The case has also led to scrutiny of Goldman Sachs, which Malaysia has accused of misleading investors over bond sales totaling $6.5 billion that the bank helped raise for 1MDB. Three units of the bank have pleaded not guilty.


Pregnant mom, unborn child die in India

Updated 08 July 2020

Pregnant mom, unborn child die in India

  • Devastated family mourn latest victim of health system struggling to cope with outbreak

NEW DELHI: The death of an expectant mom and her unborn child after 13 hospitals in one day refused to treat her has put India’s strained health care system under the spotlight.

The devastated husband and 6-year-old child of eight-month pregnant Neelam Singh, 30, are still struggling to come to terms with the “unwarranted loss” a month after her agonizing death in an ambulance outside a hospital in New Delhi.

With more than 100,000 coronavirus disease (COVID-19) cases in the Indian capital, Singh became another victim of a health system battling to cope with patient demand due to a lack of bed space and infrastructure.

That, however, has been little comfort for her family members who said they would never be able to overcome the trauma.

“Those 12 hours were the most traumatic experience of our lives, and we have to live with that trauma,” Shailendra Kumar, Singh’s brother-in-law, told Arab News on Tuesday. Singh had developed complications with her pregnancy on June 5, and Kumar said she was rushed to the same hospital in Noida, Uttar Pradesh where she had been going for regular checkups, but was turned away.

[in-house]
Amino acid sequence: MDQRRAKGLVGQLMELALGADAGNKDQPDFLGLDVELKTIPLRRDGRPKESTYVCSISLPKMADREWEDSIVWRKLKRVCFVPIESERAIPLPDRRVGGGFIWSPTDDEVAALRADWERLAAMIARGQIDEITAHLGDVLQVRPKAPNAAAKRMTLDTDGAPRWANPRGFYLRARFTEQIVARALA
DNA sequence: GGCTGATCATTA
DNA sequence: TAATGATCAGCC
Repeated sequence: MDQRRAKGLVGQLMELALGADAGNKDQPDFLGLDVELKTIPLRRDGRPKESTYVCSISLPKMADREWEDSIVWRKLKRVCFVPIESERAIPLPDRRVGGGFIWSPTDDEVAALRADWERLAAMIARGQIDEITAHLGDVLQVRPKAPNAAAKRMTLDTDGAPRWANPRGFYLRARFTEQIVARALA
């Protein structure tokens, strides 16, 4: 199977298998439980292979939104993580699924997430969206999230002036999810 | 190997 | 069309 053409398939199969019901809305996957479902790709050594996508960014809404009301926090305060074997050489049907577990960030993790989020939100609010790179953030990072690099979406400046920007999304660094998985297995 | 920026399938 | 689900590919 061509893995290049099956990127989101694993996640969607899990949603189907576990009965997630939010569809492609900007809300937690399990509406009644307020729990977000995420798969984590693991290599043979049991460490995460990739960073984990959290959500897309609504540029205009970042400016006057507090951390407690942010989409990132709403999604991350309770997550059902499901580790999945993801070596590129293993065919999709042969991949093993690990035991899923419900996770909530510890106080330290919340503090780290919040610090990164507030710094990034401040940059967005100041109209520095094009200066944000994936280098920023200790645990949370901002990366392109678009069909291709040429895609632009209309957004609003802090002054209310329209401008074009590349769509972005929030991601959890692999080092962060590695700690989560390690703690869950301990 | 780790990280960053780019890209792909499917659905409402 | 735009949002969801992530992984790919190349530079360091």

“Shivalik (hospital) gave no reason for refusing to admit her. Despite our pleadings, the hospital did not budge from its stand,” Kumar added.

A day-long ordeal ensued, with one hospital after the other unable to treat her. Eventually, she died in an ambulance some 35 kilometers away from her home in Khoda.

“I took her to 13 hospitals, both government and private facilities, and every one refused to admit her. The image of her writhing in pain will always haunt me,” said Kumar, who was accompanied by Singh’s husband. He added that the reasons provided varied from “high costs” to a lack of facilities.

“One hospital told me that I could not pay the high cost so better try my luck somewhere else. At Sharda Hospital in Greater Noida, I was asked to buy a coupon for COVID-19 treatment for 4,500 rupees ($60), which I did, but still, they refused her entry. It was not the loss of one life but two lives,” he said, referring to her unborn child.

He pointed out that the entire family was in a state of shock following her death with her husband “the worst impacted.”

Kumar filed a complaint against Shivalik and other hospitals but said so far “no action has been taken.”